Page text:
Explore the importance of storytelling in First Nations Pedagogy.


Shared under a Creative Commons Attribution - Non-Commercial - Share-Alike license by Guilia Forsythe.
Shared under a Creative Commons Attribution – Non-Commercial – Share-Alike license by Guilia Forsythe.

“When it comes to inspiring people to embrace some strange new change in behaviour, storytelling isn’t just better than the other tools. It’s the only thing that works.”

Steve Denning

Still not convinced?

Check out some of these TED Talks on the topic of storytelling, or this article in The Guardian on the Importance of Storytelling in the Digital Age.


Why Is It Important to Tell Our Stories?

Taken from a post by Stephen Hurley. Click the image for the link to the post.
Taken from a post by Stephen Hurley. Click the image for the link to the post.

If we don’t tell our stories, someone else will.  We are doing amazing work in education today. Who are we telling about it?

The importance of taking time to tell our stories is captured in this post by Stephen Hurley:  Telling Tales Out of School: The Stories that Emerge from the Work That We Do.  We hope you will take a few minutes to read it and consider your role in spreading the great stories of public education in Ontario.

Taken from a post by @stephen_hurley. Click the image for the link to the original post.
Taken from a post by @stephen_hurley. Click the image for the link to the original post.


Earlier this year, Darren Kuropatwa visited OSSEMOOC to share ideas around Digital Storytelling.  You can access his slides here.

Some of our participants shared their learning in the video below.


How can we begin to use digital storytelling in our classrooms?

This example from Kathy Cassidy demonstrates the power of tools available to help even early primary students share their stories.


From Kathy Cassidy's post on "Blogging in a Primary Classroom with only One iPad" (click on the image for the link)
From Kathy Cassidy’s post on “Blogging in a Primary Classroom with only One iPad” (click on the image for the link)


How can you find out more about Digital Storytelling?  Here is a great starting point: 50+ Web Ways to Tell a Story (by Alan Levine – @cogdog)

What digital storytelling resources or examples do you have to share?

Further Resources:

Digital Storytelling Tools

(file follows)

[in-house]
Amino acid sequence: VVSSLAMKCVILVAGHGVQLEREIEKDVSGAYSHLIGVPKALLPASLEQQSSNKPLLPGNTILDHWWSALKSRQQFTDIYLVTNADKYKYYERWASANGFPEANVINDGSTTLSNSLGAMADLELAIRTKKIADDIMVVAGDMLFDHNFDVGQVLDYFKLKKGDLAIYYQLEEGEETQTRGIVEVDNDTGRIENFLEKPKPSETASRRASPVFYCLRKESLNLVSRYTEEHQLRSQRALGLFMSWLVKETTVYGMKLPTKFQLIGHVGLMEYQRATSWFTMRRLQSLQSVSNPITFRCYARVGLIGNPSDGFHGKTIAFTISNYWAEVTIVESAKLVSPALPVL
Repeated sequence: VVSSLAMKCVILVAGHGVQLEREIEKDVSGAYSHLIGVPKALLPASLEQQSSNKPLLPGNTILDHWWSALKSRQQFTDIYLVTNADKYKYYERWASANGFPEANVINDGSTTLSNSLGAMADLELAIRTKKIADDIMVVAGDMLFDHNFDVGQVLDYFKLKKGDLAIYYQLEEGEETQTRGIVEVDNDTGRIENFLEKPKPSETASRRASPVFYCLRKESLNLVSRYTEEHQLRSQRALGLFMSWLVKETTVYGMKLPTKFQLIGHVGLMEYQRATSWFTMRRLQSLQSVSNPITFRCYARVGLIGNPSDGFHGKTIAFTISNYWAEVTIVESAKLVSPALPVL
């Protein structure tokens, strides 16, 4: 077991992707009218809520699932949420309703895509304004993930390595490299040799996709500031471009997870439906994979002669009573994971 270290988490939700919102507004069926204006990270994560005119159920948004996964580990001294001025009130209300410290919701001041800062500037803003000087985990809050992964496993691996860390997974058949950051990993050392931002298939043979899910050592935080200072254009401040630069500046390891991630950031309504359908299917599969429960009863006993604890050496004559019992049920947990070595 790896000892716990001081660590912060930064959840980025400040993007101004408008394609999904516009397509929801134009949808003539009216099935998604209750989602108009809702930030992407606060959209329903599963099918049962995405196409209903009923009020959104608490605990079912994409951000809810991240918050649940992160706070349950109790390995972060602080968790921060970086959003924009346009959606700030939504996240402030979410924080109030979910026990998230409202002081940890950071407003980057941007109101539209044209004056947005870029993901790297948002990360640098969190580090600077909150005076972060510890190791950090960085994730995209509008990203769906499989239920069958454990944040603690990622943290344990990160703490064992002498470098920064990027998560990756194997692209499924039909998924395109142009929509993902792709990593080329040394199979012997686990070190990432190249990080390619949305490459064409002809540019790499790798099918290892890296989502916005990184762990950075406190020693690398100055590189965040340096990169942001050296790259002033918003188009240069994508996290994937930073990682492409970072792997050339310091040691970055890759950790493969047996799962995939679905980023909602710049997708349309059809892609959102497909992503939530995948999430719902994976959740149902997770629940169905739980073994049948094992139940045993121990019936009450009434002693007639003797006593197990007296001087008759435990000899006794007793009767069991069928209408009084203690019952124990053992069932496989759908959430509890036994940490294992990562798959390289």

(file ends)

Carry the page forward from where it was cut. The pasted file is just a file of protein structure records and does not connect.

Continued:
Digital Storytelling Resources (Dr. Alec Couros – @courosa) -> further resources here as well

Storytelling (David Jakes – @djakes)

Kathy Schrock's Guide to Digital Storytelling (click on the image for the link to the guide)
Kathy Schrock’s Guide to Digital Storytelling (click on the image for the link to the guide)

Ten Minutes of Connecting: Day 27 – more blog considerations

If you have been actively working through the steps in this getting connected in ten minutes a day series, perhaps you are feeling a little overwhelmed about moving into the blogging world.  To recap, the last few posts have covered: start a blog, a beginners guide, now what and blogging as a portfolio – all big steps in the online world.

Take a deep breath.  In this post, we will share a few more tips from our own personal blogging experiences.

Your blog is your online space.   In the beginning, you may feel like your finding your way – finding your online voice so to speak.  It is all about perspective.  You are writing for you:  your voice, your topic choice, your timelines and your style.

Part of being successful as a blog author is setting realistic expectations for yourself.  Seriously consider the:

  • frequency of posting:  schedule vs just when it seems to fit
  • length of post – noting that not everything is thesis
  • the “why” – just sharing, a deeper look at something, an opinion?
  • time to find/obtain related media (links, graphics, videos)
  • style – write the way you like to write – this is you – be yourself
  • accept that your purpose and/or style may shift over time


That! is a blog post

Writing in Snipits – How I blog by Royan Lee

Check out the evolution of Nikki Morden Cormier’s blog.

What are you thinking?

Just Make It Public

Ten Minutes of Connecting: Day 26 – Your Blog as Your Portfolio

This week, the Principal Associations in Ontario (OPC/CPCO/ADFO) are hosting a symposium for Ontario School Leaders on Technology Enabled Teaching and Learning.  The learning is being shared using the hashtag #ontedleaders .

George Couros has been leading some of the learning by meeting with principals virtually, and by examining the Ontario Leadership Framework.

As well, George has been sharing his ideas around open/visible learning and leadership, and sharing our professional portfolios online as our blogs.


Now that you have started to create your own space for sharing learning, consider that your blog can also be your personal portfolio.

How can you set it up?

If you remember in our first blog video, the difference between “posts” and “pages” was discussed.  “Posts” are your regular contributions to your blog – your writing.

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We add new posts by using the “Add New” option on the left side of the dashboard.

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Pages are listed on your blog and they contain information that normally you don’t change as frequently as your posts.

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We add new pages by hovering over “Pages” and choosing “Add New”.

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We name our page “Ontario Leadership Framework”.

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Once published, we can see the page on the public side of our blog.